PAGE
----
• Andy from Crossfit Asylum, in Boise, Idaho, was our unfortunate first victim the Saturday morning.  We found him eating his Paleo eggs and fruit in the hotel restaurant, and slapped our plates down beside him and said "How's it going, Eh?!".  We then stuffed him in the back of our super-rocket Toyota Yaris, which Big G aimed (foot IN the gas), and I attempted to co-pilot, and hauled him around town for the weekend.  Andy is a Chris Spealer look-alike, grey Chuck Taylors and all, and can lift a shitload of weight. Super nice guy, but I'm thinking he's thinking we're a bit nuts.
        • Ruth and Sean from Crossfit Intrepid, in El Segundo, California, were what we call "good people".  Hell, if I didn't know better, I'd swear they were Canadian.  We had the pleasure of eating with them at Armadillo Willys, some odd buffet-style BBQ house, where we entertained them with our Canadian-isms, and got into some great discussion on Crossfit as a whole and the direction it's heading.
        • I met Thomas from Crossfit Santa Rosa on the lifting platform next to me Sunday morning at 7AM; he's a fellow firefighter and co-owner of CFSR.  We had the chance to train at Catalyst, and I have *NO* idea why folks weren't lined up beating down the door---Andy, Cory, Thomas and myself had the place to OURSELVES, along with Greg Everett giving US coaching tips.  Um, JACKPOT, anyone?  Between my clean and jerk attempts (made a PR of 199lbs, and LOTS more in the tank.  225# is doable.  THIS year.) and tips from Greg, Thomas and I shot the breeze on the differences in our fire services.  Cool dude!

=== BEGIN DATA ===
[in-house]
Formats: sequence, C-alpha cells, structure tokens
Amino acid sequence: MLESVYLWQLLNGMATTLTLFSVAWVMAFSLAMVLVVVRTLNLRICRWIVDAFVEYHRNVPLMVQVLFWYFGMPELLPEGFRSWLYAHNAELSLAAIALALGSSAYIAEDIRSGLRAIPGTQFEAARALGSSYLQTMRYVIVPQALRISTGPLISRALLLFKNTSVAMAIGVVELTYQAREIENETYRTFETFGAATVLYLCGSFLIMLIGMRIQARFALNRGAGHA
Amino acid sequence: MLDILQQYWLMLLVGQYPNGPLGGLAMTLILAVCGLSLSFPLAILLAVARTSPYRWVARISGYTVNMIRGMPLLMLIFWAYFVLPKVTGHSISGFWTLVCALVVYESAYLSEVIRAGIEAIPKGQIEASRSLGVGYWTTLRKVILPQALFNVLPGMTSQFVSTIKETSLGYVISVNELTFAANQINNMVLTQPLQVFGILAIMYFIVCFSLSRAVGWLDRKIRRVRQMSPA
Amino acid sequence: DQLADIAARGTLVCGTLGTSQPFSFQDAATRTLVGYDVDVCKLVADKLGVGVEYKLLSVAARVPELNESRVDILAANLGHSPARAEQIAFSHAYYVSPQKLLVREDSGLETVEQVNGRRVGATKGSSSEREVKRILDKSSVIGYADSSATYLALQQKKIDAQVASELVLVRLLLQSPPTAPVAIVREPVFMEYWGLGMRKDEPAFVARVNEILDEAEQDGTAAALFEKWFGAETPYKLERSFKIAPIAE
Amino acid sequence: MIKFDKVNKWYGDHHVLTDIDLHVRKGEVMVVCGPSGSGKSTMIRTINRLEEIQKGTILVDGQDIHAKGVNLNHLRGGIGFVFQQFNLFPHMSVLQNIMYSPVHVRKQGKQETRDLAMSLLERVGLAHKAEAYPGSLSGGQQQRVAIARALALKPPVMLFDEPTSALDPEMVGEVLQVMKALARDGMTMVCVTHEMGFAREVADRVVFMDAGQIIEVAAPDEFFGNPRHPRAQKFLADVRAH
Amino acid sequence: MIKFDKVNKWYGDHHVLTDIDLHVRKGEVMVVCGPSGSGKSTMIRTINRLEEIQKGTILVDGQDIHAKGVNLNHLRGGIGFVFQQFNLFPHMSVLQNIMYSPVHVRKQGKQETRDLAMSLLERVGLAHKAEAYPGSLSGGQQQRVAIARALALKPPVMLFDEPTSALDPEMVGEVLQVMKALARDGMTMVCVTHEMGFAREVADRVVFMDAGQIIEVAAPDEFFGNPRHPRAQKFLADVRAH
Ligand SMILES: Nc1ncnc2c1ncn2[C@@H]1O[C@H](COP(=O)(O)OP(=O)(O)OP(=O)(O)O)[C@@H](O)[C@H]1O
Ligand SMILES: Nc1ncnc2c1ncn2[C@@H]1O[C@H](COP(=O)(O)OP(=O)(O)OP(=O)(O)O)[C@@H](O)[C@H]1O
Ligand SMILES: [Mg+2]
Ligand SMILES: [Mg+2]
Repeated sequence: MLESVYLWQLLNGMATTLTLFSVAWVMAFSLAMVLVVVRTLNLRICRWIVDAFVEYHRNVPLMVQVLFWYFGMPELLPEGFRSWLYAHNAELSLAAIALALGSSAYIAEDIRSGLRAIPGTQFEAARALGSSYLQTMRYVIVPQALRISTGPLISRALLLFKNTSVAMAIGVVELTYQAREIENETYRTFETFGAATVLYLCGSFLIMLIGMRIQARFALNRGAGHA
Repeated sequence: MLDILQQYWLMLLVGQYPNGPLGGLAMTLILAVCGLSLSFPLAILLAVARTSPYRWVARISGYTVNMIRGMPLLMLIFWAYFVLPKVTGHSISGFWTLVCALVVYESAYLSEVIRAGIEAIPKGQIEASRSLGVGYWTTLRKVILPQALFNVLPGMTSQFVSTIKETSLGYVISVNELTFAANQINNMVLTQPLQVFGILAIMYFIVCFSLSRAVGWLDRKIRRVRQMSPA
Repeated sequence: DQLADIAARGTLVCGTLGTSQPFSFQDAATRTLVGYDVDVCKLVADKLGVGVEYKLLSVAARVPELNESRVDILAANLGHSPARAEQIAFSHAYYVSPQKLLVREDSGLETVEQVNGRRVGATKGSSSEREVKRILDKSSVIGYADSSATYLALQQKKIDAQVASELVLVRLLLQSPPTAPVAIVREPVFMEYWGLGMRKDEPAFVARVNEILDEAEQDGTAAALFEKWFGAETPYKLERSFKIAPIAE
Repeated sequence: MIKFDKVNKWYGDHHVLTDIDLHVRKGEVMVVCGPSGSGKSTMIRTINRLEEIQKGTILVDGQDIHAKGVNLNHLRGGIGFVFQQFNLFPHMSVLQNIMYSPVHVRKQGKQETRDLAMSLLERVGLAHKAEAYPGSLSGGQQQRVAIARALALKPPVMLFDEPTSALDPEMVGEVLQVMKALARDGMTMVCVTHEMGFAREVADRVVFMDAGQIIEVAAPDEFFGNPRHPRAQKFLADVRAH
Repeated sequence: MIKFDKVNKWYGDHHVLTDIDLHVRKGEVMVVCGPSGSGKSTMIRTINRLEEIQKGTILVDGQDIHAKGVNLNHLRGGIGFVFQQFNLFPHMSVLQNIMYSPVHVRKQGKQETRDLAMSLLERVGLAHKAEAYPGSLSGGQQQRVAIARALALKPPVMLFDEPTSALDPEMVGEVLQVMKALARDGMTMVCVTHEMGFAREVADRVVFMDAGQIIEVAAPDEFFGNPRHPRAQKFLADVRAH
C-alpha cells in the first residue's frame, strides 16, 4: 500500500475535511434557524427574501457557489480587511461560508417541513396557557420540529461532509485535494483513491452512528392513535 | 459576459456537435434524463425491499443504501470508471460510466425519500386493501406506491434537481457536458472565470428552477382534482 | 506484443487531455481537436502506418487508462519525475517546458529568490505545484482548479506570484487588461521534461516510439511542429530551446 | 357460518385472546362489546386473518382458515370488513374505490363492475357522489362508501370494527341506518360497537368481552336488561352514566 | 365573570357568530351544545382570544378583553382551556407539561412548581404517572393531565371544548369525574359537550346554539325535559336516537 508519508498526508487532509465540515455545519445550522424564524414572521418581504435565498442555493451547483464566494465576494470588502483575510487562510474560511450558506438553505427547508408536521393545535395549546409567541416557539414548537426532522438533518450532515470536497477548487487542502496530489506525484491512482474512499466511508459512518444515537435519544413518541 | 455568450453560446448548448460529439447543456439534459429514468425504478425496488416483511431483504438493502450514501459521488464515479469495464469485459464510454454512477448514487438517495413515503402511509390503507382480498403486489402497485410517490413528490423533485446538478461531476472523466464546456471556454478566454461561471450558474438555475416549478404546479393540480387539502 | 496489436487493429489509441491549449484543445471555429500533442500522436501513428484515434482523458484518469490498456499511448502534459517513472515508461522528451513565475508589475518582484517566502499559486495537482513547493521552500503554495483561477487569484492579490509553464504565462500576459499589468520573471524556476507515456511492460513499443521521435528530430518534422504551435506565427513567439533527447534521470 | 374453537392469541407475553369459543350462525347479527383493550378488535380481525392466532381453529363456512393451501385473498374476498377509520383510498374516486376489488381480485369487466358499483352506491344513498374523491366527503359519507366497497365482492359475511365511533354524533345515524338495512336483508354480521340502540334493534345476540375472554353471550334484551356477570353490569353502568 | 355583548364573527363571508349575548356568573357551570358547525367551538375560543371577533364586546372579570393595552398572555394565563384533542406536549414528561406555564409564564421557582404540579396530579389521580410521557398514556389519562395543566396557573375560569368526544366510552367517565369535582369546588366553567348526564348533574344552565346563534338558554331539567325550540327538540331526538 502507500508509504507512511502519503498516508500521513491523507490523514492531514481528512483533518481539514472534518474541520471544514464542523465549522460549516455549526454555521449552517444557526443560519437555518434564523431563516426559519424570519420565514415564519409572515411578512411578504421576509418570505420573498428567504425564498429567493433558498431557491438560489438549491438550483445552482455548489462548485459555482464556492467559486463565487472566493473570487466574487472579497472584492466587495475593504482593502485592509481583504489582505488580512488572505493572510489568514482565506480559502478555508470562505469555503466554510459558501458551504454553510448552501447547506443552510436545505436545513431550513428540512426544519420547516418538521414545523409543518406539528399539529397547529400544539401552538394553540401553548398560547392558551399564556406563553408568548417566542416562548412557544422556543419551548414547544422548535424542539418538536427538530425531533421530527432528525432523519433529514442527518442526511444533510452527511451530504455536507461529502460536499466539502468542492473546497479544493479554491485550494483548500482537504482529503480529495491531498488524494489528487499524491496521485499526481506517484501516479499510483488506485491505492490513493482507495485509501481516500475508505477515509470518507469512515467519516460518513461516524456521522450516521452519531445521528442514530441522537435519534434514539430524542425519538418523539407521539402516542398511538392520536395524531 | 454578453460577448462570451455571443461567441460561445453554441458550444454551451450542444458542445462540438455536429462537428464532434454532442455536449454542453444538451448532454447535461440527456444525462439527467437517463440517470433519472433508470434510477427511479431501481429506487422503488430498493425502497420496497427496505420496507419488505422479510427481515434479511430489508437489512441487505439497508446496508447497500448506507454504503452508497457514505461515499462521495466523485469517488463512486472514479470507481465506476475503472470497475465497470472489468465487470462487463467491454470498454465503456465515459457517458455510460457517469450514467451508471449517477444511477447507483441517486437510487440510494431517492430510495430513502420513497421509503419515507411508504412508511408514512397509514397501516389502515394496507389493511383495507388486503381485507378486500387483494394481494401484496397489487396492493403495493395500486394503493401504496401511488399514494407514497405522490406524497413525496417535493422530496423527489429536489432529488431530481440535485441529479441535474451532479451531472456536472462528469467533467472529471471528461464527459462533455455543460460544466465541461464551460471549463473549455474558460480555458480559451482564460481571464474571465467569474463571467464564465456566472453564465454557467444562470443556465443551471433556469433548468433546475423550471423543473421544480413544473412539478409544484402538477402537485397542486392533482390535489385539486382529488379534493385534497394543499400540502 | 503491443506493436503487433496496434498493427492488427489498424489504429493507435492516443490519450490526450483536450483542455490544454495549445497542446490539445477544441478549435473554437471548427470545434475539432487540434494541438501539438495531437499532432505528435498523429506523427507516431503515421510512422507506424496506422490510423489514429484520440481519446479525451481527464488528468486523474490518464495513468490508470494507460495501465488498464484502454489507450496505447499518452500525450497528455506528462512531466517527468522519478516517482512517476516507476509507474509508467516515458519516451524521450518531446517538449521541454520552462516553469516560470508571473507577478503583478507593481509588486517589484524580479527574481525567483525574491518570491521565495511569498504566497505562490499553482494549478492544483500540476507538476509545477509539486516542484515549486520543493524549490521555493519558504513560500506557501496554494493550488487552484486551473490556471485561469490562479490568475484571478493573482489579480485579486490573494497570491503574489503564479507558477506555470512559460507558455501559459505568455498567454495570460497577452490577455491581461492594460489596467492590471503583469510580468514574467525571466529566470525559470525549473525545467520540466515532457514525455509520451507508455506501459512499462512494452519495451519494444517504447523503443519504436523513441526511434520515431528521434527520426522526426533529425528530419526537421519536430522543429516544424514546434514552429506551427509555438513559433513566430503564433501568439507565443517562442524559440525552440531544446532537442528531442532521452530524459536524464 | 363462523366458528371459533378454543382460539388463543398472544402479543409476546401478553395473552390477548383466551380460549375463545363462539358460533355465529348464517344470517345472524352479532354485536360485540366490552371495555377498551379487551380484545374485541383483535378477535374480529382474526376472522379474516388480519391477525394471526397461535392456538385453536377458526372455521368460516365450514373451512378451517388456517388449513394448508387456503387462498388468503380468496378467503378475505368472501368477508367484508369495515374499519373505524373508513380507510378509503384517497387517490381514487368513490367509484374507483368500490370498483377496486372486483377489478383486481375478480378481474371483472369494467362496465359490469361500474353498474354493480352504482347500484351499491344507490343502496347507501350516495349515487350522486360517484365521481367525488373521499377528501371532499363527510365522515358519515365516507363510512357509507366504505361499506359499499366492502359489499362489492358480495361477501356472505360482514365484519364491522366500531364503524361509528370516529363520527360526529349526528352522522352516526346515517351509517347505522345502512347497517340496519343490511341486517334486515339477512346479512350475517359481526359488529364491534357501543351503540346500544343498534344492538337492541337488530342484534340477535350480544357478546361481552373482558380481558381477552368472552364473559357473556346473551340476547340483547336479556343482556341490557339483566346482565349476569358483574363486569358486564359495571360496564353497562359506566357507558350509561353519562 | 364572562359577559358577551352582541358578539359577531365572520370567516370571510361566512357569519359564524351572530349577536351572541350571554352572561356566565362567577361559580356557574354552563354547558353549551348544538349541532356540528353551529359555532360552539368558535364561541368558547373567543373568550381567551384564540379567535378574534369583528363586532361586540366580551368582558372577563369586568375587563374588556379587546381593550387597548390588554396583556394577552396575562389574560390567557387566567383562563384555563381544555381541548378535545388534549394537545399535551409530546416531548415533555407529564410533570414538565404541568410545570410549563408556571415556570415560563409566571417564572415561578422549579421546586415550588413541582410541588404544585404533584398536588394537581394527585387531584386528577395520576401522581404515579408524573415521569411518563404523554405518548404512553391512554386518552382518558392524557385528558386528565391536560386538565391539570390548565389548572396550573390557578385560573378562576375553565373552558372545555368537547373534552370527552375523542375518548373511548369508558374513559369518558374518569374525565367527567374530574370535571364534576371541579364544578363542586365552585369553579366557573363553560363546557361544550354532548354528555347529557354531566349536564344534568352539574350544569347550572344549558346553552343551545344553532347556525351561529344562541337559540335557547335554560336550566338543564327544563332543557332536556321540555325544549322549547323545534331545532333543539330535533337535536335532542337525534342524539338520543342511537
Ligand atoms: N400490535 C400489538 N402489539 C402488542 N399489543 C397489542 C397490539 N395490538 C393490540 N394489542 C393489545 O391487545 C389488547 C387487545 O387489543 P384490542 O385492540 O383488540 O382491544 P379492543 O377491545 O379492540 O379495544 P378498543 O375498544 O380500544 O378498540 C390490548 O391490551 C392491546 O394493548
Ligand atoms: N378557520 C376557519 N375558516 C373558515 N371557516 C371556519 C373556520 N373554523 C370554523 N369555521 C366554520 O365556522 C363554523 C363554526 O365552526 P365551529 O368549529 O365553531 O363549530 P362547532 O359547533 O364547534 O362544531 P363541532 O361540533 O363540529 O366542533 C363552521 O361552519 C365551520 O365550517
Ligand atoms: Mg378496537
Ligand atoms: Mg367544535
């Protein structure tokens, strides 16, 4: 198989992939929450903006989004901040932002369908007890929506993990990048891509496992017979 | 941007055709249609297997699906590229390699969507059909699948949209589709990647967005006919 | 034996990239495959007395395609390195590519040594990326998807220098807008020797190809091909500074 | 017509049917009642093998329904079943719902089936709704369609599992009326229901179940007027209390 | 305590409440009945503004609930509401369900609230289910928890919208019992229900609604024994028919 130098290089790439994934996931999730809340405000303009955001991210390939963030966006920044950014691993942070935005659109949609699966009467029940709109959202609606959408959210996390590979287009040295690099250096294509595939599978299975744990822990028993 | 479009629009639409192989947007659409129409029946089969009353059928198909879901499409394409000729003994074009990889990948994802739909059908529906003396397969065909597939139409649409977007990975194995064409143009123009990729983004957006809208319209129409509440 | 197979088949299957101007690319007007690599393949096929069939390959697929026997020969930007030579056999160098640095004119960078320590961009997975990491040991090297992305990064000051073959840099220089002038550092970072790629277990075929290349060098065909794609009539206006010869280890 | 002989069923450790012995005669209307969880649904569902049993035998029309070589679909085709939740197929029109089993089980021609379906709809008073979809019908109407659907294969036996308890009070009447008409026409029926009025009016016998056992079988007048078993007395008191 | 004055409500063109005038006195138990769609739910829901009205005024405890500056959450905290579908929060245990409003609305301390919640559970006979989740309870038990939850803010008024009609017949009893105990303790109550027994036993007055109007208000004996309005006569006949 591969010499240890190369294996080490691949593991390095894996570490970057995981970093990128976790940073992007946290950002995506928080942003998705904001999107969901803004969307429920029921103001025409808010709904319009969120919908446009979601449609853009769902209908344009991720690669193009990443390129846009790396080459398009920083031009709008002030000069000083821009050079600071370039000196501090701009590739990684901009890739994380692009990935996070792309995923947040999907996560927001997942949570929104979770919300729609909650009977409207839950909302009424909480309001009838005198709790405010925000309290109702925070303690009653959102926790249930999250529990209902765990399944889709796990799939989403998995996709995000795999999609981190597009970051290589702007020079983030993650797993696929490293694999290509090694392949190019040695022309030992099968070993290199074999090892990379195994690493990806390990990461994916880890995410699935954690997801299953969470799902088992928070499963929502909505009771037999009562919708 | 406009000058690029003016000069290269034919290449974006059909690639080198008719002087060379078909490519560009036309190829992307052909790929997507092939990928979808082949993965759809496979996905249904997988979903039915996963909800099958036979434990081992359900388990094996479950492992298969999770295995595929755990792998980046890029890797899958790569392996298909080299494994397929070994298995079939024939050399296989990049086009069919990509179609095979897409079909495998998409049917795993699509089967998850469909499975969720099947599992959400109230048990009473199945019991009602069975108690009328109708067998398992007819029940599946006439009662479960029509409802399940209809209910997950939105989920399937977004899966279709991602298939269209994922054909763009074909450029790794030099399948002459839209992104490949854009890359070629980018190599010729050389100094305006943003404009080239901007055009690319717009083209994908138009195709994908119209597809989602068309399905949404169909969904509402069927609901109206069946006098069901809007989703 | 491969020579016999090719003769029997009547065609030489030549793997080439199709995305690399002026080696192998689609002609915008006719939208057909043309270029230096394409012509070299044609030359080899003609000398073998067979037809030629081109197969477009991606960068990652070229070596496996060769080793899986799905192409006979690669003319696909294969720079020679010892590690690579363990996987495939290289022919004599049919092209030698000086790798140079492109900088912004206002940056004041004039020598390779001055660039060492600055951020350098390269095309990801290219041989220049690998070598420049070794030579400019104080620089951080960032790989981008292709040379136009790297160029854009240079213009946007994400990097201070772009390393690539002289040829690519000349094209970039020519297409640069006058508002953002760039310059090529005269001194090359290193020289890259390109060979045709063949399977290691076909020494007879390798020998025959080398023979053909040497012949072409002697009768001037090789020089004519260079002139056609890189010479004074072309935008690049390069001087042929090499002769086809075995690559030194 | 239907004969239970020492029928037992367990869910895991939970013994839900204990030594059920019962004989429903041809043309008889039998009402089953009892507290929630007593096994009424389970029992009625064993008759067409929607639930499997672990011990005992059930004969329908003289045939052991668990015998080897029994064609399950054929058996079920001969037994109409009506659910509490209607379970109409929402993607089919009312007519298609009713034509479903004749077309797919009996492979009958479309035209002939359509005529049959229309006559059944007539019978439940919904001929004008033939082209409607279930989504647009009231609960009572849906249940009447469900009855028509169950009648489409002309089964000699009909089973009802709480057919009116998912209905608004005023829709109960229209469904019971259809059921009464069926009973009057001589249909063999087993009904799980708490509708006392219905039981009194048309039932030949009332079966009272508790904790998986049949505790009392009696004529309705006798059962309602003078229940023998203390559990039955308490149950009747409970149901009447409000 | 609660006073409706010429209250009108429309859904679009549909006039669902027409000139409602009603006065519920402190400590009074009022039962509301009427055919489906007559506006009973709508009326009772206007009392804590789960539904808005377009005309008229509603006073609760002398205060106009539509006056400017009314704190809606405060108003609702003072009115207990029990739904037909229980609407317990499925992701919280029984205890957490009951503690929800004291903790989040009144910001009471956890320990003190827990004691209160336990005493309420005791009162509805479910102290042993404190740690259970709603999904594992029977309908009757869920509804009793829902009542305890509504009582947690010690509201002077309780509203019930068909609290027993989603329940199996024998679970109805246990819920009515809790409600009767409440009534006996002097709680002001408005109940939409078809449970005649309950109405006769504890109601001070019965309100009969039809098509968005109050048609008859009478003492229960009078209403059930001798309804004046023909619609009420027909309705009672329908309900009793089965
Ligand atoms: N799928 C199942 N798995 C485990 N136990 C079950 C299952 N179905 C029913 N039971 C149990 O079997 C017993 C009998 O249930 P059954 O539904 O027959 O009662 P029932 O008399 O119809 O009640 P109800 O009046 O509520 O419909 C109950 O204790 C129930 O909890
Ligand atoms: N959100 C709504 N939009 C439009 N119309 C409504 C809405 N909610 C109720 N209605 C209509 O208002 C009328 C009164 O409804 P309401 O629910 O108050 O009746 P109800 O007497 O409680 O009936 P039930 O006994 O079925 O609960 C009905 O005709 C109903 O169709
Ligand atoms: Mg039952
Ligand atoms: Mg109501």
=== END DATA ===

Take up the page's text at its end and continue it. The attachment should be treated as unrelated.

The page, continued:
Notable Quotes From The Weekend:
            -"The GOAL is to keep the GOAL the GOAL"
            -"Hey, have you ever done 12 rounds of FGB" rebuttal, in stereo: "WHY?!?!"
            -"Tell your athletes what TO do, versus what NOT to do"
            -"What in the F*CK is a fish taco!??!?!"
            -"Conditioning is like a dirty whore: Easy come, Easy Go"
            -"Guess I shouldn't have drank all that beer last night"
            -"Do not confuse activity and effort with progress"
            -"Yeah, she's hot, but she ain't driving a YARIS"
            -"If it's important, do it everyday.  If it's not, don't do it all all"

        Friday, March 12, 2010

        Some Sciency Goodness...and Badness. Or Madness???

        A review of fatty acid profiles and antioxidant content in grass-fed and grain-fed beef

        Cynthia A Daley, Amber Abbott, Patrick S Doyle, Glenn A Nader and Stephanie Larson
        Nutrition Journal 2010, 9:10doi:10.1186/1475-2891-9-10

        Published: 10 March 2010

        Abstract (provisional)